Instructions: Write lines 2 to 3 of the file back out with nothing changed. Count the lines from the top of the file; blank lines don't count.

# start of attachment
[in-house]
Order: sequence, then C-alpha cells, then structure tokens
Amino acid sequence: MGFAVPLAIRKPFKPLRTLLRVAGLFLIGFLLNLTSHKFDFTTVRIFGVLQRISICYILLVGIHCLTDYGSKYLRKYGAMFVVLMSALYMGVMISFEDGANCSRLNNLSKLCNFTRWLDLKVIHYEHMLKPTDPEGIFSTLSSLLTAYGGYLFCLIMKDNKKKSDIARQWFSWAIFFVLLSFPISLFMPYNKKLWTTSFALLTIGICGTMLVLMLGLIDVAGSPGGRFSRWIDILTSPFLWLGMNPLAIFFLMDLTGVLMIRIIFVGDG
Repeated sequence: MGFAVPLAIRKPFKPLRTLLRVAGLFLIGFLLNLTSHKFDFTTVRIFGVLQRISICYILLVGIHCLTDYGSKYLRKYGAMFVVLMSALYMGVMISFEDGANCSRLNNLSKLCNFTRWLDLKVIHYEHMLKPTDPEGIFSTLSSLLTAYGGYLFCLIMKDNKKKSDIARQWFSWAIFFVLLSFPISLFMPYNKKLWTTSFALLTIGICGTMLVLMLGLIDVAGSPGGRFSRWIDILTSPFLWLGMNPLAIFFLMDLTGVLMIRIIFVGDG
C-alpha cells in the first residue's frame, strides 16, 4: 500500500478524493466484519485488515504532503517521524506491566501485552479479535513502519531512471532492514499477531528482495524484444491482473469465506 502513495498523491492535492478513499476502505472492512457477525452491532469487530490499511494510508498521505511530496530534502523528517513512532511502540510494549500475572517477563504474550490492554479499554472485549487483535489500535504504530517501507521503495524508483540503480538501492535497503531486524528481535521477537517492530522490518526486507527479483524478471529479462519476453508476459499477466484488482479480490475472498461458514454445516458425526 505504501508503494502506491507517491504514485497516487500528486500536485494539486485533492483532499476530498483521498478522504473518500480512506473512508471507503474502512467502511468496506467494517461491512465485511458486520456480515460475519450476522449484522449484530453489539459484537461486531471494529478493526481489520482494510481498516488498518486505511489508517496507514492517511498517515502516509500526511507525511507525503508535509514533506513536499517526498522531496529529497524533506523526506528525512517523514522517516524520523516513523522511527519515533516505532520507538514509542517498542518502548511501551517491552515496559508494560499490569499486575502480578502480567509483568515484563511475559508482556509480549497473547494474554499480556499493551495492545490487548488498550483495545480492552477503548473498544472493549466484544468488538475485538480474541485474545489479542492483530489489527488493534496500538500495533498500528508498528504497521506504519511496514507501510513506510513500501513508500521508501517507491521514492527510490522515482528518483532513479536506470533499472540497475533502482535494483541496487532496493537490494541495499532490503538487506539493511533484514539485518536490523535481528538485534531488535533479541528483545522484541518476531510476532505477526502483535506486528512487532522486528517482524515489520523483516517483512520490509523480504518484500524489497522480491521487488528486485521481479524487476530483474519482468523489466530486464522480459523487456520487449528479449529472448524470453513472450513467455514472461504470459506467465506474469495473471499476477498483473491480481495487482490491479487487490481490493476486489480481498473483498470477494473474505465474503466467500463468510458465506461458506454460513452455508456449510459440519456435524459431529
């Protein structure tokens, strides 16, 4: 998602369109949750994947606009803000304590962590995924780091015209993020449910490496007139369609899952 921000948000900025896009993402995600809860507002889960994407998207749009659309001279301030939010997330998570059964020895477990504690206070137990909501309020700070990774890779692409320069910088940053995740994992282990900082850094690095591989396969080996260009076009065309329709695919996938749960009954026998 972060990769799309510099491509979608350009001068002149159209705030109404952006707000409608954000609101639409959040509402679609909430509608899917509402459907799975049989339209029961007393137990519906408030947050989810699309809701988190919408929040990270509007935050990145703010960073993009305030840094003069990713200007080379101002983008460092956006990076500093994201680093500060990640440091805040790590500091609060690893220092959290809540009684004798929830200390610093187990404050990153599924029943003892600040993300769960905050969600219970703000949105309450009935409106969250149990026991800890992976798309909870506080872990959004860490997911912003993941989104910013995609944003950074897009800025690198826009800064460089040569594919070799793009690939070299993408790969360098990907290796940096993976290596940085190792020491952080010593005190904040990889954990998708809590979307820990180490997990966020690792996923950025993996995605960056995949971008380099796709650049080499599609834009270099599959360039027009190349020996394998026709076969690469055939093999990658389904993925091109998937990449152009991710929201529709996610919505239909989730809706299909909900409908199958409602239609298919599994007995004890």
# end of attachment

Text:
Order: sequence, then C-alpha cells, then structure tokens
Amino acid sequence: MGFAVPLAIRKPFKPLRTLLRVAGLFLIGFLLNLTSHKFDFTTVRIFGVLQRISICYILLVGIHCLTDYGSKYLRKYGAMFVVLMSALYMGVMISFEDGANCSRLNNLSKLCNFTRWLDLKVIHYEHMLKPTDPEGIFSTLSSLLTAYGGYLFCLIMKDNKKKSDIARQWFSWAIFFVLLSFPISLFMPYNKKLWTTSFALLTIGICGTMLVLMLGLIDVAGSPGGRFSRWIDILTSPFLWLGMNPLAIFFLMDLTGVLMIRIIFVGDG